I have a dark blue 1978 base model with a four speed L48. Found it in state of Virginia after looking online for two years.

I met NCRS member Bill Kohl after posting questions I had about the car on Corvette Forum.

He messaged me since he also had a 78, we started up a friendship and I joined the NCRS around May 2015 when I bought the Corvette.

I first came into contact with a corvette as a kid sitting in driver’s seat with a family friend  and ever since then, I said that I would have one some day.

When I saw the c3 for the first time thought it was like a space ship on the ground.

After joining NCRS in 2015 I have enjoyed tech sessions and judging meets.

I look forward to becoming more involved as I approach retirement and plan on continuing to replace what ever is needed on the car and keeping it original for the most part.

Great group of people and extremely knowledgeable. Will always have a Corvette and who knows what is next!

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April 2019 Member of the Month

Jason Alt

Thank you for the opportunity to be featured as the Member of the Month!  My name is Jason Alt.  I am single (divorced), no children.  I live in Inver Grove Heights, MN and own a “man cave” in Burnsville, MN. I am a Vice President/Partner with a Minneapolis based consulting firm ProSource Technologies, LLC.  My primary areas of expertise consist of managing complex and politically sensitive acquisition and relocation projects, assembling teams to implement right of way projects, training right of way staff for public agencies, and establishing policies and procedures for agencies to oversee right of way consultant firms. I have worked throughout the country on various land acquisition and relocation projects for private, commercial, industrial and local, state and federal governmental clients. And, have managed several high profile land projects including the State of New York’s disaster management for Hurricane Sandy, and major expansion projects for Los Angeles International Airport, Phoenix Sky Harbor International Airport, Minneapolis-St. Paul International Airport and various airports in the Metropolitan Airports Commission (MAC) Reliever System and across Minnesota and Iowa.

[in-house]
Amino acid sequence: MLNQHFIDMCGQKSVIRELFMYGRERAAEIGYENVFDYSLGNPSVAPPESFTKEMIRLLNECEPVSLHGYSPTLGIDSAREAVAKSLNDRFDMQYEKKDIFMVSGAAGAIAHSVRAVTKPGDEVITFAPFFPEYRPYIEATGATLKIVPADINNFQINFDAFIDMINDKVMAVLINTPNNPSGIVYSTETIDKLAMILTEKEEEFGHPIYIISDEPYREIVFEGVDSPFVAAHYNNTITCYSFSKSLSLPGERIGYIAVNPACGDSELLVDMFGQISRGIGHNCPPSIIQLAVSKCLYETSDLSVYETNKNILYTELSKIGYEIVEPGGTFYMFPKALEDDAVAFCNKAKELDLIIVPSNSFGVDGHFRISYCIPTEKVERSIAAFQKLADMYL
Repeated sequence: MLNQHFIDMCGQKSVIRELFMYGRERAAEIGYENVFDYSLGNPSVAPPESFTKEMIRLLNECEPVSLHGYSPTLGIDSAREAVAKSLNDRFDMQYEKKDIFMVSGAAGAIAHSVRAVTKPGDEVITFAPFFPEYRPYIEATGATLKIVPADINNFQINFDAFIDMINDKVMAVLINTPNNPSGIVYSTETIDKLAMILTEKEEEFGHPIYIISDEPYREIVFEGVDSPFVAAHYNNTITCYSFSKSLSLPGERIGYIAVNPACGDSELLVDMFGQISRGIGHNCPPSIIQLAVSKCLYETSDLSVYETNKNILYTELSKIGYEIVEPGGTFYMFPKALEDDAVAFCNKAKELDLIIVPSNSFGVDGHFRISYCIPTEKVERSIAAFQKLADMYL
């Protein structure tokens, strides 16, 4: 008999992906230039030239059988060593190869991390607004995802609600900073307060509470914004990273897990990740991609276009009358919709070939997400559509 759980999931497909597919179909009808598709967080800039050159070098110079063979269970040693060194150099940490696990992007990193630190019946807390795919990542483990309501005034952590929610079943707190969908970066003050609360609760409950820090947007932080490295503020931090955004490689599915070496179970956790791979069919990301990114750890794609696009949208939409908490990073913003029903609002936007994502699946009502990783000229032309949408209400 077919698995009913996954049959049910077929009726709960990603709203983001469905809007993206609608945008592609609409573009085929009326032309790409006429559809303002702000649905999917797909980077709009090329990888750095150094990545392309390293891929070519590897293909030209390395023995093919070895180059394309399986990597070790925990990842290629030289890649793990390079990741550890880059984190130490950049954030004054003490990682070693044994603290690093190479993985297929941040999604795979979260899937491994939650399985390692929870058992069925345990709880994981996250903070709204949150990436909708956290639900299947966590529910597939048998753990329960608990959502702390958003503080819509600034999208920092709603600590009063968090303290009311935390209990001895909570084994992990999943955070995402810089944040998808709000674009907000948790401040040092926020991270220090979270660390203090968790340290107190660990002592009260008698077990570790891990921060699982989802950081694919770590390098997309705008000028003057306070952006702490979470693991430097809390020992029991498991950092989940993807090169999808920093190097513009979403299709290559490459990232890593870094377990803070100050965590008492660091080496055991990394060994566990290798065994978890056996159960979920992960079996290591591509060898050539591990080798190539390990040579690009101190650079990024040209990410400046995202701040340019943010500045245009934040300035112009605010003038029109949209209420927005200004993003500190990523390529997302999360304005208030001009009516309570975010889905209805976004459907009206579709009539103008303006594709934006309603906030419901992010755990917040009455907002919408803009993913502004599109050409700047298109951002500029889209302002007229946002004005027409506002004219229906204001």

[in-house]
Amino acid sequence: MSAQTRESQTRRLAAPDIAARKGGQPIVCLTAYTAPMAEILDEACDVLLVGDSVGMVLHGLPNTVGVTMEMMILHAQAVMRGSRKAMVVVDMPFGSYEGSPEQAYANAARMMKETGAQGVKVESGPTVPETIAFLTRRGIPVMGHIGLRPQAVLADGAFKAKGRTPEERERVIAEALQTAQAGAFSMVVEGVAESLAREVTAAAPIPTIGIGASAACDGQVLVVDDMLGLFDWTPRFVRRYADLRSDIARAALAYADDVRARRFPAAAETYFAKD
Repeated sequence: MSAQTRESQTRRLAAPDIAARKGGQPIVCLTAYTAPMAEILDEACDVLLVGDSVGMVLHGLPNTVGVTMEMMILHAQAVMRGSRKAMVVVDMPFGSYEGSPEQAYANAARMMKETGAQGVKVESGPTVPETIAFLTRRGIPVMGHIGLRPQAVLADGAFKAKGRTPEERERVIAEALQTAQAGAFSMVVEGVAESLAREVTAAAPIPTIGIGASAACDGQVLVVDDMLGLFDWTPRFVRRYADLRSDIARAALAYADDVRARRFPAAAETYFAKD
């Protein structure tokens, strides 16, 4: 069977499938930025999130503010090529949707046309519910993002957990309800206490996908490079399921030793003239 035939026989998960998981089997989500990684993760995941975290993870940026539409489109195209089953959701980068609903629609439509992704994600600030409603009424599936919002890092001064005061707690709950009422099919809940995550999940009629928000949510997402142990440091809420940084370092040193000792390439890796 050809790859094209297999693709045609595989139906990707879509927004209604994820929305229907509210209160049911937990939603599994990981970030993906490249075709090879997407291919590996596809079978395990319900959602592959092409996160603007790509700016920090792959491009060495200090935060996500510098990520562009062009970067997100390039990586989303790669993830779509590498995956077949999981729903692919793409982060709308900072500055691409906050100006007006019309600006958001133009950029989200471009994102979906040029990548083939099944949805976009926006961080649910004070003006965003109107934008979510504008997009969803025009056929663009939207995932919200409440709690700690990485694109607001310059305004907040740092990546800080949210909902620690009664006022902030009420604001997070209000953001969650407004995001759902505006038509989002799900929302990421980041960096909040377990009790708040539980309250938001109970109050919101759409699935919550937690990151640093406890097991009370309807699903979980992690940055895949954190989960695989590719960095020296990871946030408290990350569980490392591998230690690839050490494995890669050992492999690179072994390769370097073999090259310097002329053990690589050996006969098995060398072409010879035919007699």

I joined NCRS several years ago after being encouraged to do so by Bob Lund after acquiring my first corvette and “dream” car, a 1965 triple black 327/365 HP roadster.  It’s a numbers matching car that my best friend, Matt Ruvelson, and I (with assistance from Bob Lund and learning from other members at various tech sessions) have spent the last 5 years restoring it to NCRS standards. Since that time, I have acquired a 1957 Corvette Roadster.

Matt and I have restored the C1 as tribute to the 43 “Airbox” Corvettes produced in 1957.  However, we did take a few liberties in upgrading the engine to a 350/400 HP, paired with a 5 speed Tremec.  While we elected to leave the vintage single stage paint, Matt and I decided to have it hand painted with vintage style race numbers.

This past year, my corvette collection has again grown.  I purchased a 2001 triple black roadster which has been highly modified to exchange the stock 5.7 liter with an 6.0 liter iron block, Vortec supercharger, and Z06 suspension.  I have a few projects (e.g., new wheels/tires, new transmission/motor mounts, and a smaller clutch master) for this winter on my C5.  But, I plan to use it as a daily driver this summer.  Both my C1 and C2 are reliable weekend and sunny weather drivers that we continue to maintain and improve as time permits.

Outside of work and my passion for cars, I love spending time with my niece and nephew, and have a passion for both domestic/international travel, adventure fishing trips (e.g., Mexico, Florida, Canada and the Artic Circle), attending sporting events (e.g., Vikings, Twins and Wild) and his work with local charities such as the University of Minnesota Children’s Hospital and supporting the development of affordable housing in our community with leading housing developers, CommonBond and Aeon.

For a “backyard” mechanic like myself, it would not be possible for me to own these corvettes had it not been for Matt Ruvelson, Bob Lund and abundance of resources NCRS (both on the local and international levels) has offered to me over the last several years.   I have learned and grown so much in the hobby and enjoy the opportunity to be associated with “like-minded” car guys who love corvettes and care about preserving history for future generations.

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May 2019 Member of the Month

Tom Hafner